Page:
Huber says his new IU job will put focus on school’s role as an economic engine

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Michael Huber

The outgoing CEO of the Indy Chamber wasn’t looking for a new job, but says the vision laid out by Indiana University President Pamela Whitten was very attractive to him. On Thursday, Michael Huber was named vice president for university relations at IU, a role he will begin next month.

“Through conversations with [Whitten] and with others, I started to see a way in which my skills and experiences in the last 20 years can really help Indiana University, and I’m really, really excited,” Huber told Inside INdiana Business.

Huber said a big part of his job will be overseeing IU’s economic engagement throughout the state, with a large focus on growing talent.

“There was a time, you know, 30 or 40 years ago, where economic development was really about growing the tax base, and there was a time a few decades ago where the focus was really on incentives and getting companies to move from other states,” said Huber. “Now, it’s all about talent. And an institution like Indiana University has got unique assets you don’t find anywhere else in the state.”

Huber specifically cited the recently-announced IU 2030 framework to develop strategic plans for all IU campuses, and one particular focus caught his eye.

“The one that really got me is Indiana University as an engine to improve the lives and the economic vitality of people of Indiana and, you know, this idea of the university as a collaborator, an accelerator. And it takes the public sector and the private sector and academia all working together to do that. I think I can come in…and try to apply some creativity to those cross sector-type partnerships.”

Huber said he will split his time between Indianapolis and Bloomington, as well as IU’s other regional campuses, in his new role.

Last month, IU and Purdue University announced a plan to split IUPUI into separate operations by the fall of 2024. Huber says he will be joining the IU team that is spearheading that effort.

“There are already established task forces with great faculty members, administrators, community leaders, but as the person working for President Witten who’s responsible for government affairs and economic development of Indiana University, I will collaborate with those task forces I will be kind of a connective tissue to state and local and business leaders,” he said. “And I also like to get in and be creative and move fast. So I hope to also be kind of an accelerator function.”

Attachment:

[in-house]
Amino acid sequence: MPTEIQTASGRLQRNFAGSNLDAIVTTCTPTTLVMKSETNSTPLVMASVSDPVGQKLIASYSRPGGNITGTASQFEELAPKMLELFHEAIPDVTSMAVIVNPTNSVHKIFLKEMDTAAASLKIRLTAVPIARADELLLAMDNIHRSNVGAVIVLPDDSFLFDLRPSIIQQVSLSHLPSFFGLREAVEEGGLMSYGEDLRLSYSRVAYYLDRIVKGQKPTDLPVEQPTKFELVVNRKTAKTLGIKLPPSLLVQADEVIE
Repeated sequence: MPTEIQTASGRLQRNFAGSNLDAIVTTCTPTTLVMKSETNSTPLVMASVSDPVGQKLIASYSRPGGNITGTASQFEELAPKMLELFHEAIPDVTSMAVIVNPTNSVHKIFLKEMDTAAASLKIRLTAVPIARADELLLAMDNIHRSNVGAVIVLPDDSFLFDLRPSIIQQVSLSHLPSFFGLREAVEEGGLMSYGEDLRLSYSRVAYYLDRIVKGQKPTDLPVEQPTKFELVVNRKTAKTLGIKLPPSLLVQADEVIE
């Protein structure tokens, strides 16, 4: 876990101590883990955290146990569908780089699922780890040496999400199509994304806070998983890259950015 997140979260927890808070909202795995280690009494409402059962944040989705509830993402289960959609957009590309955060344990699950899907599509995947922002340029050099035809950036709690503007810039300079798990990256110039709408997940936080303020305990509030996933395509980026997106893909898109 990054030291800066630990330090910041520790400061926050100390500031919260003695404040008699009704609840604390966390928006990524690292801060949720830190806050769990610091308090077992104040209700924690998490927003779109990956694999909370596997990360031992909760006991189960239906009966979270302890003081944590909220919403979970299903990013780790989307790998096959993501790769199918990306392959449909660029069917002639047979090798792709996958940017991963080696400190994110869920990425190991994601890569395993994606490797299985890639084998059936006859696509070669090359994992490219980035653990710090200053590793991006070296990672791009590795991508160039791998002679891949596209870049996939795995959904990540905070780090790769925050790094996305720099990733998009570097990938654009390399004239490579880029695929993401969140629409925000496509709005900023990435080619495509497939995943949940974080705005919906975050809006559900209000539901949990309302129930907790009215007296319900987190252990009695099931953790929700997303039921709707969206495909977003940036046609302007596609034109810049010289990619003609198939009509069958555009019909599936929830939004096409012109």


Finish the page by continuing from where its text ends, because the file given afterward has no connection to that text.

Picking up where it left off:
Huber has led the Indy Chamber for the last nine years and says the organization’s board and members have been very encouraging as he heads toward his new job, though he does admit some sadness.

“While I can’t wait to join President Witten in the team and get going, it will be difficult walking out the door. But these are people that I know I’ll be staying in touch with. And these will be people that I’ll still be in an economic development role across the state. I’m sure that there’ll be more collaborations with my current colleagues down the road.”

The chamber has named Moira Carlstedt interim CEO until a permanent successor for Huber is found. Carlstedt is the former longtime president and CEO of the Indianapolis Neighborhood Housing Partnership.

Huber says Carlstedt, who he describes as a personal mentor, is a perfect choice to lead the chamber while the search is conducted.

“She’s been on the board of directors for the Indy Chamber for several years. She’s been a collaborator on different economic development initiatives. So she is someone who is known to the board and known to the staff and can walk in with almost zero learning curve.”

Huber is set to begin his new role at IU on Oct. 17.

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